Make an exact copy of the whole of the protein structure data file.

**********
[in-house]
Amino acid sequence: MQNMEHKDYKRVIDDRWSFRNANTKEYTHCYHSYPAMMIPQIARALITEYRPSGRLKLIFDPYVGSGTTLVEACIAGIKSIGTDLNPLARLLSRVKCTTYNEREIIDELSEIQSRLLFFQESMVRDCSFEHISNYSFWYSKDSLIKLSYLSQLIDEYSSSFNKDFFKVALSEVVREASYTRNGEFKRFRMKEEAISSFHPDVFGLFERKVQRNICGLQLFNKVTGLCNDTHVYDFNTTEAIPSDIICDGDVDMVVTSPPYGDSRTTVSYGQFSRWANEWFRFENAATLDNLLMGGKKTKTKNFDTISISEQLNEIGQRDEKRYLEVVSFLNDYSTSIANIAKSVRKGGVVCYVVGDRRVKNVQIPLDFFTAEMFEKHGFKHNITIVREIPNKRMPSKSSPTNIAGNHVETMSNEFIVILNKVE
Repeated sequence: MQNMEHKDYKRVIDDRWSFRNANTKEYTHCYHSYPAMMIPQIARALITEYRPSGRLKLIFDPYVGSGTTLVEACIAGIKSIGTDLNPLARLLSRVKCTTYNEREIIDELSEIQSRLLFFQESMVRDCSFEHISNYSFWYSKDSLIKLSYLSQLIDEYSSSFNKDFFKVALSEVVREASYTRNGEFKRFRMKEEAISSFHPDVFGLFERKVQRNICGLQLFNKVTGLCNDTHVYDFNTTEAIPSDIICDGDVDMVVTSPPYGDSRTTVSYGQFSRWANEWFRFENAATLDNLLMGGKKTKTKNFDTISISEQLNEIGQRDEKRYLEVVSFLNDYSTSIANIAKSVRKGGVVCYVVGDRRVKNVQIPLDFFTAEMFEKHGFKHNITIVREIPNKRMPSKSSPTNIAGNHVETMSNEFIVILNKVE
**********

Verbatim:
[in-house]
Amino acid sequence: MQNMEHKDYKRVIDDRWSFRNANTKEYTHCYHSYPAMMIPQIARALITEYRPSGRLKLIFDPYVGSGTTLVEACIAGIKSIGTDLNPLARLLSRVKCTTYNEREIIDELSEIQSRLLFFQESMVRDCSFEHISNYSFWYSKDSLIKLSYLSQLIDEYSSSFNKDFFKVALSEVVREASYTRNGEFKRFRMKEEAISSFHPDVFGLFERKVQRNICGLQLFNKVTGLCNDTHVYDFNTTEAIPSDIICDGDVDMVVTSPPYGDSRTTVSYGQFSRWANEWFRFENAATLDNLLMGGKKTKTKNFDTISISEQLNEIGQRDEKRYLEVVSFLNDYSTSIANIAKSVRKGGVVCYVVGDRRVKNVQIPLDFFTAEMFEKHGFKHNITIVREIPNKRMPSKSSPTNIAGNHVETMSNEFIVILNKVE
Repeated sequence: MQNMEHKDYKRVIDDRWSFRNANTKEYTHCYHSYPAMMIPQIARALITEYRPSGRLKLIFDPYVGSGTTLVEACIAGIKSIGTDLNPLARLLSRVKCTTYNEREIIDELSEIQSRLLFFQESMVRDCSFEHISNYSFWYSKDSLIKLSYLSQLIDEYSSSFNKDFFKVALSEVVREASYTRNGEFKRFRMKEEAISSFHPDVFGLFERKVQRNICGLQLFNKVTGLCNDTHVYDFNTTEAIPSDIICDGDVDMVVTSPPYGDSRTTVSYGQFSRWANEWFRFENAATLDNLLMGGKKTKTKNFDTISISEQLNEIGQRDEKRYLEVVSFLNDYSTSIANIAKSVRKGGVVCYVVGDRRVKNVQIPLDFFTAEMFEKHGFKHNITIVREIPNKRMPSKSSPTNIAGNHVETMSNEFIVILNKVE